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Old 06-29-2012, 08:28 AM
 
154 posts, read 153,451 times
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Okay, what's the real deal on organics? I mean, how are the pests controlled ? What fertilizer is applied ? What quality of water is used to irrigate ? What does the soil contain for growing medium ? Absolutely ALL organic ? I can't think of anything else but I'm sure there are more.
P.S. Not to mention the price of something you have never seen growing. I know, I know, the Gov. or somebody makes sure it IS organic....hhhmmmmmm
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Old 06-29-2012, 11:37 AM
 
Location: Oakland CA
7,528 posts, read 10,439,861 times
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Quote:
Originally Posted by tazymae2010 View Post
Okay, what's the real deal on organics? I mean, how are the pests controlled ? What fertilizer is applied ? What quality of water is used to irrigate ? What does the soil contain for growing medium ? Absolutely ALL organic ? I can't think of anything else but I'm sure there are more.
P.S. Not to mention the price of something you have never seen growing. I know, I know, the Gov. or somebody makes sure it IS organic....hhhmmmmmm
Organics are grown in regular soil, amended with compost to fertilize the plants. Sometimes they are watered with compost "tea" which is is water that has soaked compost in it, or just plain water. The "pesticides" used are natural -- like lady bugs, alternative plantings (you see marigolds around some plots because they keep out the snails)

For some thing organics can't be beat -- like strawberries and tomatoes. They really taste like strawberries and tomatoes.

But bananas? You're going to peel that sucker so why bother. And I've noticed no taste difference.

Amusingly enough, I've noticed several times out here that often, organics are cheaper than regular goods -- end of growing season, and the produce is brought to market and the regular stuff is less available, so the price goes up.... but plenty of organic, and the price is low.
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Old 06-29-2012, 04:33 PM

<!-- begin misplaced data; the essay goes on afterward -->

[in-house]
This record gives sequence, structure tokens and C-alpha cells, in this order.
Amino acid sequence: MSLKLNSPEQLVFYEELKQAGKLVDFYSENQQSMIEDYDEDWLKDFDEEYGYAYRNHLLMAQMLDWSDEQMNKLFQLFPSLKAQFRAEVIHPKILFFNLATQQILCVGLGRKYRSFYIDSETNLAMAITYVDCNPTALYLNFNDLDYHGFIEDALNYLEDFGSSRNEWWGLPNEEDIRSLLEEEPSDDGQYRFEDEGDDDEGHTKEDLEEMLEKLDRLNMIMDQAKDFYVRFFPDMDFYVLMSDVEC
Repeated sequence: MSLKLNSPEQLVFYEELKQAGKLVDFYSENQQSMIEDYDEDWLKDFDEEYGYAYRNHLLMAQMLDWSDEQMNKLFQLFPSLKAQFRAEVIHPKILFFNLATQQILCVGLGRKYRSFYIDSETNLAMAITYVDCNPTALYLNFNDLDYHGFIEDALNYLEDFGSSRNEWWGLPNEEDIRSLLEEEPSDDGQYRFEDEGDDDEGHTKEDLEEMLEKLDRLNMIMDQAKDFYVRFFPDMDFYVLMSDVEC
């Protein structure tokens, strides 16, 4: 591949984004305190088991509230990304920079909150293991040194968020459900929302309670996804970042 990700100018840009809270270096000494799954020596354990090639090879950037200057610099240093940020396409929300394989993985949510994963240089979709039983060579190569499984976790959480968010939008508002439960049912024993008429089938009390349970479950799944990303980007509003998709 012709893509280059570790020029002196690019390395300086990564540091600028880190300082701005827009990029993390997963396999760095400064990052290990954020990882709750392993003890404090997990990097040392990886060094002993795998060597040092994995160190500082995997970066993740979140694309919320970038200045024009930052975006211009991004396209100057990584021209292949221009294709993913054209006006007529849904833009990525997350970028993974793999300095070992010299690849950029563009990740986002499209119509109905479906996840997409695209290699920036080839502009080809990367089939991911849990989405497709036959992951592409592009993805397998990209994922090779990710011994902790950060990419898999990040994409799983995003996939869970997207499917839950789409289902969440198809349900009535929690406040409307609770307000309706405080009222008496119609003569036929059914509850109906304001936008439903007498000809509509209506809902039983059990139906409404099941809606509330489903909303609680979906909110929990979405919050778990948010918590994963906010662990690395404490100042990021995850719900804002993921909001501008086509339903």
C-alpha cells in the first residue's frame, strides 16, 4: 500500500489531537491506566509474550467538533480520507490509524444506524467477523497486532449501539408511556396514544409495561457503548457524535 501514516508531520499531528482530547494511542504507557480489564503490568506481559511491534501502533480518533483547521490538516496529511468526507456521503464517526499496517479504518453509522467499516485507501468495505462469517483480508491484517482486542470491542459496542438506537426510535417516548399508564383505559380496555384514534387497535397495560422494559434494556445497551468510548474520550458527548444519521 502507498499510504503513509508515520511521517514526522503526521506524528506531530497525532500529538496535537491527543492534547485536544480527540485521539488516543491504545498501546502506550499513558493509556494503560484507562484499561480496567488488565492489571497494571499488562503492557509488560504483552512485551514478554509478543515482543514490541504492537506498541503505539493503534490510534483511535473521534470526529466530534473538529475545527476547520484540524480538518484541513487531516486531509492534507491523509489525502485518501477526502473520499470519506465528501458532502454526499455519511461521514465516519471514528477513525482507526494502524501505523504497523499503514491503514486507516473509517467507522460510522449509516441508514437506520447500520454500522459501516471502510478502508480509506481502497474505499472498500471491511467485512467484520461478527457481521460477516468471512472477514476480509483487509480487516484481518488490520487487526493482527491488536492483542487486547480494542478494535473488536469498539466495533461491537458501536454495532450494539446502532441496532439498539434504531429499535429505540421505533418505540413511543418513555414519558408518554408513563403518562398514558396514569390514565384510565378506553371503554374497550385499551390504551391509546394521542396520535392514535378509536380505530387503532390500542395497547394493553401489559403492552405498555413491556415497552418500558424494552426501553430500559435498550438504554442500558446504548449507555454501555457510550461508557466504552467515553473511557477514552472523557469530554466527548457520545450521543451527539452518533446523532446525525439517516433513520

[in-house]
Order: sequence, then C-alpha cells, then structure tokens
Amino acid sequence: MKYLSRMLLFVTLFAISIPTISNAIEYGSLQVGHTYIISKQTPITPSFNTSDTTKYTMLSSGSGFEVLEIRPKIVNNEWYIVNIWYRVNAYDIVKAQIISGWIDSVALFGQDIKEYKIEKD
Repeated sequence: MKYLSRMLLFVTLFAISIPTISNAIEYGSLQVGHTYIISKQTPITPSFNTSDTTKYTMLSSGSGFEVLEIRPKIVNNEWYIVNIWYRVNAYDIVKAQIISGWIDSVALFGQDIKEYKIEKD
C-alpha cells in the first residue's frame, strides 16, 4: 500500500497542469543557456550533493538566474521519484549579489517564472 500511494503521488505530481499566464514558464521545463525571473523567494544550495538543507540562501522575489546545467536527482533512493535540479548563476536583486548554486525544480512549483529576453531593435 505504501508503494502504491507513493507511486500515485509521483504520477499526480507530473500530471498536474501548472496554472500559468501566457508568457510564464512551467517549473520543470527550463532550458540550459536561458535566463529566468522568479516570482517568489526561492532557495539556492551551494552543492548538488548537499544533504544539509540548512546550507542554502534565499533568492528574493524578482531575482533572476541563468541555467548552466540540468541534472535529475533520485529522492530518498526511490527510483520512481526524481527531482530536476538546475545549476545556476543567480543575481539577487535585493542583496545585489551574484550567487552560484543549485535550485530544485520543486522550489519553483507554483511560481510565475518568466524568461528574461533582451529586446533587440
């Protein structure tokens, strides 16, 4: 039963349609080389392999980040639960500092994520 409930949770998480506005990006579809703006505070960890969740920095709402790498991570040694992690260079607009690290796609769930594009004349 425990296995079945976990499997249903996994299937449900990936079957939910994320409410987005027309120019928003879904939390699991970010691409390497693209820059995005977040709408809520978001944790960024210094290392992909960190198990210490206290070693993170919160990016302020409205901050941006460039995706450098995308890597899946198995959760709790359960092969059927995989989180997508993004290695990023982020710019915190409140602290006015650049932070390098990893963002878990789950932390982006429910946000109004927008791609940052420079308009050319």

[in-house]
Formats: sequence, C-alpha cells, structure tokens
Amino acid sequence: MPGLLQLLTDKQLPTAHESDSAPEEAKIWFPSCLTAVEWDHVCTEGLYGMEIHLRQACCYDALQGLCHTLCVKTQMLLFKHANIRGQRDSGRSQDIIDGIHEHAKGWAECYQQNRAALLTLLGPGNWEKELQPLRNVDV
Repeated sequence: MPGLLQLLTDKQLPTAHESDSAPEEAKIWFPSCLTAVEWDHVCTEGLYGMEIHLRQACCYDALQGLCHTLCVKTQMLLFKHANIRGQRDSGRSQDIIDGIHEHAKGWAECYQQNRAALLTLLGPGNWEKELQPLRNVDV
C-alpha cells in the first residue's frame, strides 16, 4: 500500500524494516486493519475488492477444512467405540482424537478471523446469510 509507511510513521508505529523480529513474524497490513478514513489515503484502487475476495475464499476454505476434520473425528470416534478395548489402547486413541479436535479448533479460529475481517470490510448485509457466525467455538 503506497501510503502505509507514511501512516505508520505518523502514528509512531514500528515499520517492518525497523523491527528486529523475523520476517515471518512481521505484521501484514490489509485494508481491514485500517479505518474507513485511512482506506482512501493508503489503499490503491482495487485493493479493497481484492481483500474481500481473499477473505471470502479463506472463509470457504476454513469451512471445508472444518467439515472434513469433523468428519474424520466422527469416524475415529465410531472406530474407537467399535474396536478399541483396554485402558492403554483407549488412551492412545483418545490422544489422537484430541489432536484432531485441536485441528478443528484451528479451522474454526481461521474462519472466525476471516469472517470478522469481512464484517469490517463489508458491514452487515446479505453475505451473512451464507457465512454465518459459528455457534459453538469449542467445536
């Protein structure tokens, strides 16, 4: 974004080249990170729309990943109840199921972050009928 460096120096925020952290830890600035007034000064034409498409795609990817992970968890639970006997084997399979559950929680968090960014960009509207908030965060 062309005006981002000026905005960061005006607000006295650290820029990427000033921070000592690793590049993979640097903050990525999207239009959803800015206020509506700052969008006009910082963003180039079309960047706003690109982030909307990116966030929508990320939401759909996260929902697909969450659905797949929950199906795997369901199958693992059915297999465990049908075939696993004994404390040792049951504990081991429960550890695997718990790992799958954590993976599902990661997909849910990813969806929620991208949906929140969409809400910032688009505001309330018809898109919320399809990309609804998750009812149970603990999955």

Location: Vermont
4,719 posts, read 9,100,016 times
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tazy, what i would suggest is you look for small farms around you and go visit. Where do you live? you could try looking on Local Harvest / Farmers Markets / Family Farms / CSA / Organic Food.

in order to be certified organic, i don't know the full process but they need to not have used chemical fertilizer, pesticides, etc. on the land for a few years.
Quote:
Any land used to produce raw organic commodities must not have had prohibited substances applied to it for the past three years. Until the full 36-month transition period is met, you may not:



Sell, label, or represent the product as “organic”

Use the USDA organic or certifying agent’s seal
http://www.epa.gov/oecaagct/torg.htm...ic%20Standards

organic farms range from a 1 acre hand weeded and harvested patch to huge single crop farms in california harvested by illegals making $2/hour.

Last edited by joe moving; 06-29-2012 at 04:53 PM..
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Old 06-30-2012, 12:20 PM
 
Location: Forests of Maine
21,799 posts, read 28,294,177 times
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In this area we are seeing a growing movement of small organical farms.

Most are regulated by a local group of farmers that formed in the 1970s [mofga.org], so they pre-date the USDA's recent move into organics.

Most [all] organic farms in my area are open to the public and invite their customers to tour their farms.

If you have doubts, questions or are simply curious, you are certainly welcome to come and see.
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Old 07-02-2012, 04:03 PM
 
Location: Duarte, CA
5,118 posts, read 5,257,345 times
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Many times, I'll buy organics in small amounts (usu. from Whole Foods) to sample them.. and I'll keep buying the ones that taste great. The supposed health benefits are a plus but I'm mainly after good tasting unprocessed food.
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